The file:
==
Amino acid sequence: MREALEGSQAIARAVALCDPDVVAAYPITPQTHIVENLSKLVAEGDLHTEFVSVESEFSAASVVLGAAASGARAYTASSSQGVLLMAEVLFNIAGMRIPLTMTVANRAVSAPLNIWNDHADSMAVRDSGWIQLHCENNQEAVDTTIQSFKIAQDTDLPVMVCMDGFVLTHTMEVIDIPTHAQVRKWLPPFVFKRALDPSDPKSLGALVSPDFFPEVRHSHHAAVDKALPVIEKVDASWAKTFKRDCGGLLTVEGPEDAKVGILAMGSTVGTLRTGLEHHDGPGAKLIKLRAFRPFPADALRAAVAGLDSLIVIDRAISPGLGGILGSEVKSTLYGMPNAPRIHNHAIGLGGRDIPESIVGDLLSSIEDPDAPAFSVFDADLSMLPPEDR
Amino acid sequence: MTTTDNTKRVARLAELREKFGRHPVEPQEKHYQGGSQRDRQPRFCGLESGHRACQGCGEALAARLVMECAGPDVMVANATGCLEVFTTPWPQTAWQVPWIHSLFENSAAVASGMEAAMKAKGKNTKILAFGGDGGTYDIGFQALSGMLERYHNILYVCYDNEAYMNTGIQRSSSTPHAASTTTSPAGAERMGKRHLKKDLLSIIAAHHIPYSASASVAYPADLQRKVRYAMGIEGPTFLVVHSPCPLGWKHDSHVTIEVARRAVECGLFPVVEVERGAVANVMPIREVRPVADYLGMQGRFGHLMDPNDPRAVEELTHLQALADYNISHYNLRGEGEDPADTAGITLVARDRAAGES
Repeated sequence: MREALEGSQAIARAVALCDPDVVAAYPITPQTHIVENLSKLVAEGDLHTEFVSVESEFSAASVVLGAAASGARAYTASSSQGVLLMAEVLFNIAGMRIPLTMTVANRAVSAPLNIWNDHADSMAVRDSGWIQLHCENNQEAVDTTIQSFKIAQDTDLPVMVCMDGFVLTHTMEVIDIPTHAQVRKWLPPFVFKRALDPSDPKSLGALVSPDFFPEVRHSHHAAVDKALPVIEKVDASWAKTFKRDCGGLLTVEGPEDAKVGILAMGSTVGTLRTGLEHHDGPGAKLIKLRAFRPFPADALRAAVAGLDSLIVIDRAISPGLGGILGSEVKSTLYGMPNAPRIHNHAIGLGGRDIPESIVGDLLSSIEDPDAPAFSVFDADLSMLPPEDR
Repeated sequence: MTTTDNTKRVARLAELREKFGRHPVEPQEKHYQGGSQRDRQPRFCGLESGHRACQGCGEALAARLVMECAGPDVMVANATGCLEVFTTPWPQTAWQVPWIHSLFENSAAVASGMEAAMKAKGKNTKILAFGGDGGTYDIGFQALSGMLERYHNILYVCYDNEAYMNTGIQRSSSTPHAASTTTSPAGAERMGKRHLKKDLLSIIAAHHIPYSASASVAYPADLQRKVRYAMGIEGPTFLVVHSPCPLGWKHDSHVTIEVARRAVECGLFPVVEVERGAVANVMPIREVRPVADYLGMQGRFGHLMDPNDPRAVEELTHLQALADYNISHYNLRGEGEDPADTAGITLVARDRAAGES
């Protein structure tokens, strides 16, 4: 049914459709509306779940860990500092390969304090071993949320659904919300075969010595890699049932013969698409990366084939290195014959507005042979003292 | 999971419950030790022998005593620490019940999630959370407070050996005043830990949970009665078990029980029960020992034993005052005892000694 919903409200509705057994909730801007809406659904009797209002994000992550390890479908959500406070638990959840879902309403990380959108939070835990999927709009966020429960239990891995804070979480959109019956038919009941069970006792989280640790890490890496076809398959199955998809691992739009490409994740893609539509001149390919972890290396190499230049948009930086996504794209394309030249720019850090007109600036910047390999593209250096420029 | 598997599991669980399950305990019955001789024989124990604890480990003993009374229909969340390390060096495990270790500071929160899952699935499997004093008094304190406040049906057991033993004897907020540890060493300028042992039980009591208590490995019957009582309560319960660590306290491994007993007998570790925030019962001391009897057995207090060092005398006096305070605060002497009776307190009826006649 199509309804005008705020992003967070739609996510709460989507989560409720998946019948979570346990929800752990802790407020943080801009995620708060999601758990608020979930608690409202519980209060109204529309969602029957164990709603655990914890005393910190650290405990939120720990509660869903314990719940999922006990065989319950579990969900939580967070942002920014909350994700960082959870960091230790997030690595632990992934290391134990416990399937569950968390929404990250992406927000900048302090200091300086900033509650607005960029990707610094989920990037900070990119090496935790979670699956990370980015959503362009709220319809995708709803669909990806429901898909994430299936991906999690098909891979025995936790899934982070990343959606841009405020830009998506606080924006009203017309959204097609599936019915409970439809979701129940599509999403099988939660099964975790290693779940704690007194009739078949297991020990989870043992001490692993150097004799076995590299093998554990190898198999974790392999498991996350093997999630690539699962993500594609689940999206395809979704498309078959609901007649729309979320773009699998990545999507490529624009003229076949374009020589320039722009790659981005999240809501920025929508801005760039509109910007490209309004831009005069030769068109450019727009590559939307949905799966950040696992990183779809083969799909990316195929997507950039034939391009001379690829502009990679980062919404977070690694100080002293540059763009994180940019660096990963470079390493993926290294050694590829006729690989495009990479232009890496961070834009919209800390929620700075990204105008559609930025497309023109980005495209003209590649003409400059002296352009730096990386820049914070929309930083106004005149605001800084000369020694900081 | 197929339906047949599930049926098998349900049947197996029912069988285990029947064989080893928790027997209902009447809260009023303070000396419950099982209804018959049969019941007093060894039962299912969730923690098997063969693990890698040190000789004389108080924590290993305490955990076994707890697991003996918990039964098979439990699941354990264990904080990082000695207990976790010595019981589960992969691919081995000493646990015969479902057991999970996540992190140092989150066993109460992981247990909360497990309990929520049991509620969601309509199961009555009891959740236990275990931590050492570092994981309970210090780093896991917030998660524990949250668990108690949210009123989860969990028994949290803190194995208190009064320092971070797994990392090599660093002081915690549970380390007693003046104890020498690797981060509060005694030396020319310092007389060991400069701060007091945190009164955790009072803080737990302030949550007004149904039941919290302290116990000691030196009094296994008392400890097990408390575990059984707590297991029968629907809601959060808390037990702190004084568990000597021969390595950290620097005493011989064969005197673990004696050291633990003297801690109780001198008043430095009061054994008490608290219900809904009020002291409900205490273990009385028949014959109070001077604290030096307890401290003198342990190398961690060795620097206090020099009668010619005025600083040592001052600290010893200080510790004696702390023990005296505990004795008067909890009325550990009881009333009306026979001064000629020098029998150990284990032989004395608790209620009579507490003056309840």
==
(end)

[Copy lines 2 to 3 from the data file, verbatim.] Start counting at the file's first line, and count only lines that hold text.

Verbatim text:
Amino acid sequence: MTTTDNTKRVARLAELREKFGRHPVEPQEKHYQGGSQRDRQPRFCGLESGHRACQGCGEALAARLVMECAGPDVMVANATGCLEVFTTPWPQTAWQVPWIHSLFENSAAVASGMEAAMKAKGKNTKILAFGGDGGTYDIGFQALSGMLERYHNILYVCYDNEAYMNTGIQRSSSTPHAASTTTSPAGAERMGKRHLKKDLLSIIAAHHIPYSASASVAYPADLQRKVRYAMGIEGPTFLVVHSPCPLGWKHDSHVTIEVARRAVECGLFPVVEVERGAVANVMPIREVRPVADYLGMQGRFGHLMDPNDPRAVEELTHLQALADYNISHYNLRGEGEDPADTAGITLVARDRAAGES
Repeated sequence: MREALEGSQAIARAVALCDPDVVAAYPITPQTHIVENLSKLVAEGDLHTEFVSVESEFSAASVVLGAAASGARAYTASSSQGVLLMAEVLFNIAGMRIPLTMTVANRAVSAPLNIWNDHADSMAVRDSGWIQLHCENNQEAVDTTIQSFKIAQDTDLPVMVCMDGFVLTHTMEVIDIPTHAQVRKWLPPFVFKRALDPSDPKSLGALVSPDFFPEVRHSHHAAVDKALPVIEKVDASWAKTFKRDCGGLLTVEGPEDAKVGILAMGSTVGTLRTGLEHHDGPGAKLIKLRAFRPFPADALRAAVAGLDSLIVIDRAISPGLGGILGSEVKSTLYGMPNAPRIHNHAIGLGGRDIPESIVGDLLSSIEDPDAPAFSVFDADLSMLPPEDR